It would be unfair to put “Winter Wonderland” in the latter category. The song’s good cheer and upbeat nature have been enjoyed Christmas after Christmas. But at that moment there was nothing upbeat about the worm plaguing my inner ear, and to make matters worse, I had inexplicably begun “Winter Wonderland” in one key and then finished in another.
This was bad, very bad. What if word got around that I couldn’t end a simple Christmas song in the right key? For God’s sake, I’m a professional musician. I’d be ruined. They’d start calling me “Wrong Key Steinhardt”.
One thing was certain. I had to get to the bottom of this, and quickly. After all, why would any one hire me to perform, say, the Beethoven Violin Concerto that begins in the key of D, if I was in danger of ending in the key of F? It would be a scandal.
I decided to approach “Winter Wonderland” as if I were an auto mechanic trying to figure out whether the engine, the transmission, or the exhaust was the problem. Looking under the hood, so to speak, the first section of the song seemed to stay in the right key, but I soon discovered where I’d gone wrong. Moving into the middle section, I had mistakenly continued the melody up a whole step—wrong, but sounding perfectly fine—instead of correctly lowering it a half step. As a result, horror of horrors, I wound up in the wrong key.
Hurrah, problem solved. “Winter Wonderland” was now back in tip-top shape for me, but also for my—what should I call him—my willful pal, my irritating nemesis, the earworm. Not only that, no one will ever have to call me “Wrong Key Steinhardt”. That is, if you readers can keep a secret.
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I agree with you about Xmas music: I often play St. Matthew Passion at this time of year or Bach B minor Mass. Never thought about earworms: what a gastly thought. Thanks again.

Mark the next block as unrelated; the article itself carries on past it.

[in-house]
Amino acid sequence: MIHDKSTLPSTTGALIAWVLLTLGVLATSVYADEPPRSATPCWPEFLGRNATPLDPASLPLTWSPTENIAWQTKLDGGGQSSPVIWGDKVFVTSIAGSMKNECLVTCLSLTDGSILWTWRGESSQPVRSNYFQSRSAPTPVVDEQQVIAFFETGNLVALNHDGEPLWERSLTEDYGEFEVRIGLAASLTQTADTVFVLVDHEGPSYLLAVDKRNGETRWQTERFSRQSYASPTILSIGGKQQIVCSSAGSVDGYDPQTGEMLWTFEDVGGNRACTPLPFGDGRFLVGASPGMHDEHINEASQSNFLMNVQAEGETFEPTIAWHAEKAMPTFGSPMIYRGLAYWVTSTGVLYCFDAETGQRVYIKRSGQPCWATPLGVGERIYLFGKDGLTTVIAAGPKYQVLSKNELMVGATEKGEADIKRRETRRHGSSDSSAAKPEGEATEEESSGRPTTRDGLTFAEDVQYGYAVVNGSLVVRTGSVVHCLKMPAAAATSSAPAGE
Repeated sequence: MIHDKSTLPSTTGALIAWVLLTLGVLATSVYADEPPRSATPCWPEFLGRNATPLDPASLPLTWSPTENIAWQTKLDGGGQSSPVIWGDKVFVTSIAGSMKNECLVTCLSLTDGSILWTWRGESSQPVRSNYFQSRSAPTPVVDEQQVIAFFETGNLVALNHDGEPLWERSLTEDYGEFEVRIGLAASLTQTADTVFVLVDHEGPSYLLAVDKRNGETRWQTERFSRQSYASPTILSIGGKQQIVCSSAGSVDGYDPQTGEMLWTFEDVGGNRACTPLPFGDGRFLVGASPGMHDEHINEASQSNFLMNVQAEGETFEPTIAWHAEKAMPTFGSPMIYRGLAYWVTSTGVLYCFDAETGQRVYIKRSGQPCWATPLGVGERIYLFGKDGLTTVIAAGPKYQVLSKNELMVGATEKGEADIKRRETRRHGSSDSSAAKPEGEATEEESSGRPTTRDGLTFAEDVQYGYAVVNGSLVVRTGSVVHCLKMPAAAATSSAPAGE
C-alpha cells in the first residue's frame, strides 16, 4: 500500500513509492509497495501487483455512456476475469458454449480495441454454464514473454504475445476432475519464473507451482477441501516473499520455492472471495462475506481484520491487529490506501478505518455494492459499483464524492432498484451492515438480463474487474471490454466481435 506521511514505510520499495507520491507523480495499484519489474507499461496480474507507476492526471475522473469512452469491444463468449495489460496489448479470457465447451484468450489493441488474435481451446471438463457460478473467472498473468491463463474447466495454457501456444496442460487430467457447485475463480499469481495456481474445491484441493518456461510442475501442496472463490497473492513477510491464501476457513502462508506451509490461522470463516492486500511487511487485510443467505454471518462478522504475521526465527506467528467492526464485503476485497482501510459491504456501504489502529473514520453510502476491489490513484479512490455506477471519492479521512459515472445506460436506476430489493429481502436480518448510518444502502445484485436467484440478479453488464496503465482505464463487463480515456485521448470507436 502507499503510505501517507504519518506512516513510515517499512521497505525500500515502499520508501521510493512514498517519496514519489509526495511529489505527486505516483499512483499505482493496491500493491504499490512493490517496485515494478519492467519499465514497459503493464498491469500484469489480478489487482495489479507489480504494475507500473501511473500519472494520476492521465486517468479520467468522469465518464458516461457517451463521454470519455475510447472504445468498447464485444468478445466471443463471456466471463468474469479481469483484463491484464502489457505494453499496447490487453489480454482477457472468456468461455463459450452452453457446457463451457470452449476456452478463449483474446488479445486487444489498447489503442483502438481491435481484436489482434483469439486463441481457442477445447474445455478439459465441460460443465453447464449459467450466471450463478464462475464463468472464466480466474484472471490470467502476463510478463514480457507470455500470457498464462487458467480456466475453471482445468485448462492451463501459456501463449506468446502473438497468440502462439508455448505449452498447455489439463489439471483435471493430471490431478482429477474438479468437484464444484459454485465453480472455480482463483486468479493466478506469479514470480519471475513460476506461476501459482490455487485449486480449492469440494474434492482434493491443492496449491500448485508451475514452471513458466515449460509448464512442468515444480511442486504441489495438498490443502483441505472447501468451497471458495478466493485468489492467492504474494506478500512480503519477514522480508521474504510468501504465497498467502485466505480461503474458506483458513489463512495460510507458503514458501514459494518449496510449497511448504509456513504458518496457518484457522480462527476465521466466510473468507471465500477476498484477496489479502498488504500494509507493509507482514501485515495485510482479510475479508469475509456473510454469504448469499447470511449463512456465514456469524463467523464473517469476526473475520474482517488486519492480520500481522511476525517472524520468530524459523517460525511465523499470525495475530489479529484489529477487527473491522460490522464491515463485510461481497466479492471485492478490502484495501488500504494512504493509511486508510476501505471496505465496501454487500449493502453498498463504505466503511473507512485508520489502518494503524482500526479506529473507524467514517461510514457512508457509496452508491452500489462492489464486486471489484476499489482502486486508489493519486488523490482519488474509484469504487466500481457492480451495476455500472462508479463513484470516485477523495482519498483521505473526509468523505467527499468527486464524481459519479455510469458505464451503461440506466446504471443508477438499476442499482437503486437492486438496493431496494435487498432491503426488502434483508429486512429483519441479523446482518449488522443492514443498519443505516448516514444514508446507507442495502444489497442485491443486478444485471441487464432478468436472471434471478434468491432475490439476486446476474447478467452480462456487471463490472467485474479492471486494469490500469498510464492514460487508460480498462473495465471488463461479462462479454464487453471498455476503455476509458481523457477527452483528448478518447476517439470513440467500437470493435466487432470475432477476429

Beautiful picture, charming worms. but thank god that music is gone for a while.
xoxo. to you both! I will call you soon. K
I couldn’t agree with you more!!! The deluge of awful xmas music starting even before Thanksgiving is indeed irritating, if not worse. We just have to play our Beethoven concertos louder, out the window if possible. Or wear headphones like the younger ones do — playing Berg’s violin concerto, or the “3 Pieces for Orchestra” instead of these awful earworms…
Have a great 2022! Orin O.
For me the holidays are about making money. I’m one of the normal musicians that has to really survive by making money at Christmas. I do wish everybody peace and joy at this time. And at the end of the year I do think about those lost to us during the year. However money does come first for a musician and therefore playing five church services on Christmas Day is fine with me.
Oh Arnold, bless your soul. These earworms!!!
have been driving me to destruction for years. The ones in the stores, in the elevators, in commercials (between serious newscasts, especially the ingratiating ones, digging holes in my head, popping in my head first thing in the morning.
Thank you thank you for bringing it up so aptly and persuasively. Love, Hava